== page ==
Subject: Re: "frequency error ... exceeeds tolerance"
To: der Mouse <mouse@Rodents.Montreal.QC.CA>
From: Greg Troxel <email@example.com>
Date: 08/21/2007 12:11:42
> The real question is whether the clock is consistently that slow
> (actually fast - I think that's the correction rate), or badly
That's a good question. The number is always consistently in the range
500-512, except its sign flips back and forth (which I hadn't noticed
until just now). To me, this indicates that the clock is very badly
behaved, and just sometimes happens to misbehave badly enough to pass
the NTP limit one way or the other. Does that sound like a correct
Maybe, but things are messy enough that I'd be wary of any conclusion.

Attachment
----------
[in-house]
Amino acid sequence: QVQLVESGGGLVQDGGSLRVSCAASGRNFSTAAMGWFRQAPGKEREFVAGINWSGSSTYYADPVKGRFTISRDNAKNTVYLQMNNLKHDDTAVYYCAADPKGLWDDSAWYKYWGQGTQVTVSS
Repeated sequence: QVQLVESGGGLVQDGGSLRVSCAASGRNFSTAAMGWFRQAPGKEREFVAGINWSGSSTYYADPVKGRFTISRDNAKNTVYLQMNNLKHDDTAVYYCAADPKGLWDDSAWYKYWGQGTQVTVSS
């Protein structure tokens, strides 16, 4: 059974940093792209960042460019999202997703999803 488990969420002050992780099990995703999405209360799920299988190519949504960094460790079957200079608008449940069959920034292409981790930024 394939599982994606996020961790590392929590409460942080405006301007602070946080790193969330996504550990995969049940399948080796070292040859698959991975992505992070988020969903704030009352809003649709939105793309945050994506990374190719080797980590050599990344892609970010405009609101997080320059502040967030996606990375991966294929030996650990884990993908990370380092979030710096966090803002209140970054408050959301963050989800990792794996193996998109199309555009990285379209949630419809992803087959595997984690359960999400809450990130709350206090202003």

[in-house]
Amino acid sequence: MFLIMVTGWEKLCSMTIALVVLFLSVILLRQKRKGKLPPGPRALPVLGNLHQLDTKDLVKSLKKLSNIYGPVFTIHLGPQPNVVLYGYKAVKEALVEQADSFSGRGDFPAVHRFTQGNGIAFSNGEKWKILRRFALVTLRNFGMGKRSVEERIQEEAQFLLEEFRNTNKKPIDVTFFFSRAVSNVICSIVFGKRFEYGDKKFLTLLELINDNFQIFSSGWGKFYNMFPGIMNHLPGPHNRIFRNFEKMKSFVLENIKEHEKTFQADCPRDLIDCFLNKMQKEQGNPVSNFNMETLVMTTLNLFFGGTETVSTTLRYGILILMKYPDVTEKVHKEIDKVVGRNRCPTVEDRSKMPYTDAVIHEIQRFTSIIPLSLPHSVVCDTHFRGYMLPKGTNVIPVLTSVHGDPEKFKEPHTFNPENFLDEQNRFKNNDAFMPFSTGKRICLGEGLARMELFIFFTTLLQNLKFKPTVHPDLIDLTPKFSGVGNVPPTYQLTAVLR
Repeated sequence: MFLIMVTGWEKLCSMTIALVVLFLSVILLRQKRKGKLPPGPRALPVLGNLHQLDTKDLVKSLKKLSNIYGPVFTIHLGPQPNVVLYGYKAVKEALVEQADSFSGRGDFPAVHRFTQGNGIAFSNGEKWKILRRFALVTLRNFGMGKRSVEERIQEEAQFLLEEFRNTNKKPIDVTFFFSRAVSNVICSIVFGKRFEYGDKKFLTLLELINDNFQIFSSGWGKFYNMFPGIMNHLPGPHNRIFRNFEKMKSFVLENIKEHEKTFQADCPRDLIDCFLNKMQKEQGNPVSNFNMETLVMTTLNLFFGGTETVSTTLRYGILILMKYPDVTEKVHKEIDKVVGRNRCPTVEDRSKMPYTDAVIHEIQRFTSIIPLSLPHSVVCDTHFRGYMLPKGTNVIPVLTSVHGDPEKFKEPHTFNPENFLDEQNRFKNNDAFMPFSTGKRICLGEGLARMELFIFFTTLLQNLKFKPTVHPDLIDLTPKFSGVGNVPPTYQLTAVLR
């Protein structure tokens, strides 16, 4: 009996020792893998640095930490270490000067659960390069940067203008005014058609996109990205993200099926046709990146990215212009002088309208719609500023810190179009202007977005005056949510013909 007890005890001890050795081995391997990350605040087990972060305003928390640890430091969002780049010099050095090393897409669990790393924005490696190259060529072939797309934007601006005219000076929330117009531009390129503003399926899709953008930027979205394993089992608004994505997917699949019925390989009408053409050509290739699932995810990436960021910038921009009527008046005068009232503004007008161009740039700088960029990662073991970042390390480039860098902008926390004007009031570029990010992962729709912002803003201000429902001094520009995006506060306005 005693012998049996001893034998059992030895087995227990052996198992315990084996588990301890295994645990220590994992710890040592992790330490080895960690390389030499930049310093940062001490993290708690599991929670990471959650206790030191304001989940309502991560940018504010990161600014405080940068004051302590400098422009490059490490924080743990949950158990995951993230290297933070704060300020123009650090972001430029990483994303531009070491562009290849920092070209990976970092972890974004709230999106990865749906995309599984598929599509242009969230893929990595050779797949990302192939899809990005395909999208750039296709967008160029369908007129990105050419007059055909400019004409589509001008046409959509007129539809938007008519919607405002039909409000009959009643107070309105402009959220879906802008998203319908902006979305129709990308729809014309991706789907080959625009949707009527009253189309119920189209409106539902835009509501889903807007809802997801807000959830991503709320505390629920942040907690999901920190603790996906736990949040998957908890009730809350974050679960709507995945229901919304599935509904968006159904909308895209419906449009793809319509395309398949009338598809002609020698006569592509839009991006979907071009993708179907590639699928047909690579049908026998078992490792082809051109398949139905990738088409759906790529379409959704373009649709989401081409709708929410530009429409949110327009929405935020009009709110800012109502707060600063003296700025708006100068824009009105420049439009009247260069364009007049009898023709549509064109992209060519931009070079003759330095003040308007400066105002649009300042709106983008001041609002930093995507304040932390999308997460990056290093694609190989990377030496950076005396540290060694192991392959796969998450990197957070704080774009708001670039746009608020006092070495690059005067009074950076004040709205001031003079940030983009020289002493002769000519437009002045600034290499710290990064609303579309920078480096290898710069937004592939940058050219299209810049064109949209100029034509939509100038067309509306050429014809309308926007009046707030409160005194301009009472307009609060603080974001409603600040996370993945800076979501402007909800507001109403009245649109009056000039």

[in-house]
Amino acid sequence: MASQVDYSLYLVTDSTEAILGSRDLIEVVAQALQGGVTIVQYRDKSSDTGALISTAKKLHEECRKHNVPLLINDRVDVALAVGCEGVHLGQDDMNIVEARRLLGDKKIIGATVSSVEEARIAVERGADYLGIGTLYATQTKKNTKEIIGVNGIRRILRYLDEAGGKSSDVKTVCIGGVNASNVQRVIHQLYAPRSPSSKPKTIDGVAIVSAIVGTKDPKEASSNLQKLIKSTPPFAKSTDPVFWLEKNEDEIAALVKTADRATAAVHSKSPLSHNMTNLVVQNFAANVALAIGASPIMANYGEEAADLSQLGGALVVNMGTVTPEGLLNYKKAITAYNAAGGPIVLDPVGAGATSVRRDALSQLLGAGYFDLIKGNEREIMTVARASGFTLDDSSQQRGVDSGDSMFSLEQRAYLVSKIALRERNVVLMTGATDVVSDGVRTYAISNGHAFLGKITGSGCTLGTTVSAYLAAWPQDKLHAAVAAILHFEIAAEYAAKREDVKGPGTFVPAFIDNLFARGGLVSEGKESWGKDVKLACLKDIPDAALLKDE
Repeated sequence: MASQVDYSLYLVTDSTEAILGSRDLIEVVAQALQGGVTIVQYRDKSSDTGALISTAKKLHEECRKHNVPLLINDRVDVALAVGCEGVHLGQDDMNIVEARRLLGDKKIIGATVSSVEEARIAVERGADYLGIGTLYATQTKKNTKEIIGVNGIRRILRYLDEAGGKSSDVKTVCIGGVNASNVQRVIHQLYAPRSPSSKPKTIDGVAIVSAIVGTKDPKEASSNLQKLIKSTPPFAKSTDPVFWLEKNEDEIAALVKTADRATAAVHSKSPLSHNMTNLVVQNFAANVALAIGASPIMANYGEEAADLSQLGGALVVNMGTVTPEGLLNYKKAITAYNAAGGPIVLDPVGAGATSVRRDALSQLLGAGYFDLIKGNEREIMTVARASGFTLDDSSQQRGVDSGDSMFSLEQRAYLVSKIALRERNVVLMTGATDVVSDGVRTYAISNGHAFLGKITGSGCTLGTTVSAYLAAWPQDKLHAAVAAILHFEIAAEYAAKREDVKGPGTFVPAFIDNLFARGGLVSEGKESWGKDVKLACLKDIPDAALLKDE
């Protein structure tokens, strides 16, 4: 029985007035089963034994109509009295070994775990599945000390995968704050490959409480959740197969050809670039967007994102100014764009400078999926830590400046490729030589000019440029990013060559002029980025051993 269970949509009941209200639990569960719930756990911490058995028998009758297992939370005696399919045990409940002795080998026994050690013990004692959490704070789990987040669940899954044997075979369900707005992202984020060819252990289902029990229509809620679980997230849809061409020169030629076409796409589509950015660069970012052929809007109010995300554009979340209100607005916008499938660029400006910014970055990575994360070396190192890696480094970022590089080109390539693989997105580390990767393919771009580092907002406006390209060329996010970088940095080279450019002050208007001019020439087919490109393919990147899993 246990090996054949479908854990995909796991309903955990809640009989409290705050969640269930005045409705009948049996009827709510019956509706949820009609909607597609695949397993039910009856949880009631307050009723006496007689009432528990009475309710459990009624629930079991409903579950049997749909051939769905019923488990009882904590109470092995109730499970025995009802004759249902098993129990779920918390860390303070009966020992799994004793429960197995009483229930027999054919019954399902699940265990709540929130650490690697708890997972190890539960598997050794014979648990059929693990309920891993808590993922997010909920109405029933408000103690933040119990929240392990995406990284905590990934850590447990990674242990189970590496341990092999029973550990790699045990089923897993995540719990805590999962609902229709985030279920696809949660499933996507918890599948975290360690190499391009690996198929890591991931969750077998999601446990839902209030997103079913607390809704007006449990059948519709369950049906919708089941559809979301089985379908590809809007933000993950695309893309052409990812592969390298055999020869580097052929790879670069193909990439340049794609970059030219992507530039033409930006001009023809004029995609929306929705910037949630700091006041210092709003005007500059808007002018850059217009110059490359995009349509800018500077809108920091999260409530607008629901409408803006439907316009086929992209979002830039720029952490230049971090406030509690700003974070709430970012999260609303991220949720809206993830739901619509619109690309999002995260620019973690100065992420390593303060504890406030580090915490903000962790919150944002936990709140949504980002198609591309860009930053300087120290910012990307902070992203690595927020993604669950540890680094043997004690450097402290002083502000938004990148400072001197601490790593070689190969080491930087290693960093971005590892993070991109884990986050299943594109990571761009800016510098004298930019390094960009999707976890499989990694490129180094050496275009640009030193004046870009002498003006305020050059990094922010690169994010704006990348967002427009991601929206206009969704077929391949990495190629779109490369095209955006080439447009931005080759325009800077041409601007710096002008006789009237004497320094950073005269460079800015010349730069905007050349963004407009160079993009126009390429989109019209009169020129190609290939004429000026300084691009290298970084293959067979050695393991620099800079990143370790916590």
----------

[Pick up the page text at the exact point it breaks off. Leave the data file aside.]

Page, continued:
NTP on the wire has various fixed-point formats, designed to be big
enough for the need. The kernel pll has the same mentality. I wouldn't
be all that surprised if something were wrapping. 500 really is wacky -
normally even 100 is bad. See /usr/include/sys/timex.h.
I'd run /usr/sbin/ntptime and see what that says.
> I would suggest upping the limit and letting it stabilize.
What does "upping the limit" mean here? Rebuilding NTP with
NTP_MAXFREQ set higher? Rebuilding the kernel with a higher adjustment
I meant to change the threshold for the 'too far out of bounds' if test,
to let the algorithm run. But I'm not so sure that's a good idea
because as you mentioned it runs pretty deep in the kernel.
The other experiment I'd try would be to not run ntpd on the machine and
run something (ntptrace will work, albeit kludgily) to measure the
offset to another machine periodically.
I dimly recall some bug on some architecture, maybe even alpha, 10 years
ago or so, where the clock code was just off, in a 1023/1024 kind of